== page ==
(Welcome to The Daily Stream, an ongoing series in which the /Film team shares what they’ve been watching, why it’s worth checking out, and where you can stream it.)
The Movie: Headhunters
Where You Can Stream It: Kanopy and Hoopla
The Pitch: Directed by Morten Tyldum (The Imitation Game, Passengers), this Norwegian action/thriller mashes up all sorts of disparate, varying tones that wouldn’t seem to belong (much less succeed) in the same movie…but they do. The film begins as a straightforward enough crime drama and steadily expands outwards like a Russian doll set, mixing tones and even genres with a sort of renegade glee that simply doesn’t exist often enough in most American films. Even beyond that, it’s also an effectively tense and densely-plotted thrill ride in its own right that holds its own against any number of recent blockbusters.
Why It’s Essential Viewing: Headhunters follows the plight of an unassuming, bland-looking, and self-consciously short-statured businessman named Roger Brown (Aksel Hennie) who appears to be living the dream. Everything is perfect, far more so than he has any right to expect: his talented and gorgeous wife Diana (Synnøve Macody Lund), their wildly expensive house, his finely-tailored suits.
The extravagant lifestyle, however, belies a secret gnawing away at the heart of Roger. Despite his well-paying job as a “headhunter”, a corporate recruiter with a vicious streak for getting the right person at any cost, he simply can’t support such lavishness on his own. Luckily, his wife is an art gallery owner and this gives Roger access to all sorts of interesting individuals. Not for anything work-related, but as potential victims of his cleverly-staged art heists.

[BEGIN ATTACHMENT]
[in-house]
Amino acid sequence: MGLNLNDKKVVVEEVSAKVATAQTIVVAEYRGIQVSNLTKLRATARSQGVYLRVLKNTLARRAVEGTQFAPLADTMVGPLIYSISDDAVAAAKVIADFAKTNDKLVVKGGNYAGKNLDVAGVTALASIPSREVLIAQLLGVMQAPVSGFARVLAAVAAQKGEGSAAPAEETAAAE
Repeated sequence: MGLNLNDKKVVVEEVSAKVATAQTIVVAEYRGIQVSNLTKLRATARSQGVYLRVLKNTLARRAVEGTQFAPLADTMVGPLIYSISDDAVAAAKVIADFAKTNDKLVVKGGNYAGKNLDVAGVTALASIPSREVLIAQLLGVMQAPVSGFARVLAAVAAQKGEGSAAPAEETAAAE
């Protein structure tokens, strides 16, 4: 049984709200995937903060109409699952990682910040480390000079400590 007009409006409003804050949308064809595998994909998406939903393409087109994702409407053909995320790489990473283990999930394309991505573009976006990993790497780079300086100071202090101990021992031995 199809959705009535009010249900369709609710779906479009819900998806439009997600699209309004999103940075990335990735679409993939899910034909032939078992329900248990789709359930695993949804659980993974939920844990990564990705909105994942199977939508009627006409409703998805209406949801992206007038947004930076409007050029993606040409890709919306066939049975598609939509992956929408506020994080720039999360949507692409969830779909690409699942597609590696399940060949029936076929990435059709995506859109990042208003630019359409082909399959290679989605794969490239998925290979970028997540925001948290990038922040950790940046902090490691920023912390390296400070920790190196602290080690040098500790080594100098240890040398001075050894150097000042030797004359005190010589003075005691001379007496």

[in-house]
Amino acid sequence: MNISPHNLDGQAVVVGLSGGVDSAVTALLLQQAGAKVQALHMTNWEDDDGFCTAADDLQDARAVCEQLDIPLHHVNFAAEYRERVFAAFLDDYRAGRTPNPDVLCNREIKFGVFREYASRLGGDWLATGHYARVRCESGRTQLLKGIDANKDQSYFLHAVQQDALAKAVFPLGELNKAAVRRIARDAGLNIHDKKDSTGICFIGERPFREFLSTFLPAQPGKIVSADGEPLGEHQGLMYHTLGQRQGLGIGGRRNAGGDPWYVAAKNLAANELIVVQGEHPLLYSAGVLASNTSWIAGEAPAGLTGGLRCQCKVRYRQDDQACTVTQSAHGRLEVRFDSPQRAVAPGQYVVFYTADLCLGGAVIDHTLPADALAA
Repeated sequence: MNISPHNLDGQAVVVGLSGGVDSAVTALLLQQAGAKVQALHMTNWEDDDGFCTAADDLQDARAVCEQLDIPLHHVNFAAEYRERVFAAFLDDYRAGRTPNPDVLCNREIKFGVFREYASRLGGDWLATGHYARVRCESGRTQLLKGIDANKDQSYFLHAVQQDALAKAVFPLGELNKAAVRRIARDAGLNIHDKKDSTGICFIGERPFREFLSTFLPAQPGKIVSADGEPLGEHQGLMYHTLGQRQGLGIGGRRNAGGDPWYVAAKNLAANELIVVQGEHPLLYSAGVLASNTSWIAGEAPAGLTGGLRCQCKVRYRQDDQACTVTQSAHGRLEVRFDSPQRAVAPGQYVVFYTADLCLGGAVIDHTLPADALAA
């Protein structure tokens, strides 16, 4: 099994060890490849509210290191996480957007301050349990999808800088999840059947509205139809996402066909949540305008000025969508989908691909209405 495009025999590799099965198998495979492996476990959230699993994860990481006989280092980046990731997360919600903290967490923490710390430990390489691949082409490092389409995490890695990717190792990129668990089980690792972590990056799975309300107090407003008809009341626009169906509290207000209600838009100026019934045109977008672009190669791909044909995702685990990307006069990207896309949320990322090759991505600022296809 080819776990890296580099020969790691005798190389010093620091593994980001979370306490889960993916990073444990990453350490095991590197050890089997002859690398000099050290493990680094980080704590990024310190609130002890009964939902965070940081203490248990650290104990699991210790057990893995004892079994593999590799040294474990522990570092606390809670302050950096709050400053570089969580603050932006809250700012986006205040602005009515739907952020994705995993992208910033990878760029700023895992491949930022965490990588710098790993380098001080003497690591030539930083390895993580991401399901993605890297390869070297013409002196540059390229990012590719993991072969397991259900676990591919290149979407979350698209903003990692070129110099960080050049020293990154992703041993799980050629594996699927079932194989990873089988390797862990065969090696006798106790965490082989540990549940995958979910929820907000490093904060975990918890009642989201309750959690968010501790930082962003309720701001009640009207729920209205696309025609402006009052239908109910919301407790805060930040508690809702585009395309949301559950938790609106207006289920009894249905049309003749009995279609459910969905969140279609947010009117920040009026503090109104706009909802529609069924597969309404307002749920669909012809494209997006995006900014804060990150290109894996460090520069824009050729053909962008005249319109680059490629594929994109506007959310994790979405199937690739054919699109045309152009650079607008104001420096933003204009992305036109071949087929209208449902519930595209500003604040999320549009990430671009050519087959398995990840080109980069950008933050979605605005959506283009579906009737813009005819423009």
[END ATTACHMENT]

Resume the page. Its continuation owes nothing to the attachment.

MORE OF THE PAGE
From here on out, audiences are left to wait for the other shoe to drop. Roger and his small but trusted circle of collaborators are total pros, with Roger coercing his targets with promises of job opportunities to get them out of their house and let his team swoop in. This well-oiled machine can’t possibly continue forever, especially when a seemingly foolproof plan practically falls into Roger’s lap at one of his wife’s art exhibitions. Played with a deft touch by Nikolaj Coster-Waldau, Clas Greve soon appears and mixes Roger’s work life with his secret criminal life to an almost irrecoverable extent.
The twisting-and-turning plot that subsequently unfolds is worth the watch alone as if writers Ulf Ryberg and Lars Gudmestad are practically daring viewers to keep up with every trick they’re hiding up their sleeves. Shot with a keen eye by Tyldum and his impressive flair for meaningful shot selections, the rest of the film alternates wildly between a morality play and a darkly humorous farce. Roger is put through the wringer, to put it mildly, constantly deserving every ounce of cosmic punishment that comes his way. Not only does Headhunters boast one of the grossest yet most inspired escapes from a sticky situation I’ve seen in years, but it also features a memorably tense action sequence that pushes characters (and physics?) to the absolute limit.
The script is a screenwriter’s dream, driven almost entirely by character-centric, cause-and-effect storytelling while still finding time and space to insert plenty of subtle (and, in retrospect, less subtle) clues and callbacks that will have you itching for a second watch right after the credits roll. Coming across like Jason Bourne by way of Guy Ritchie (though I’d put this higher than any of Ritchie’s similar efforts, personally), the film even manages to balance out its brutality and darkness by offering up some unexpectedly sweet sentiments and moving moments of humanity.
Although there has been no word in quite a few years, the film was at one point set to be remade in English as either a feature film or even a television series. When it comes to foreign films, the Hollywood instinct to remake titles tends to be a solid indicator of just how great the original was. Should Headhunters eventually follow suit, you’ll definitely want to watch the original so you can brag to everyone else about the dearth of creativity in Hollywood these days.
After all, that’s pretty much what I just did here. But whatever your motivations to watch this movie, it doesn’t hurt that Headhunters is also a nonstop blast.
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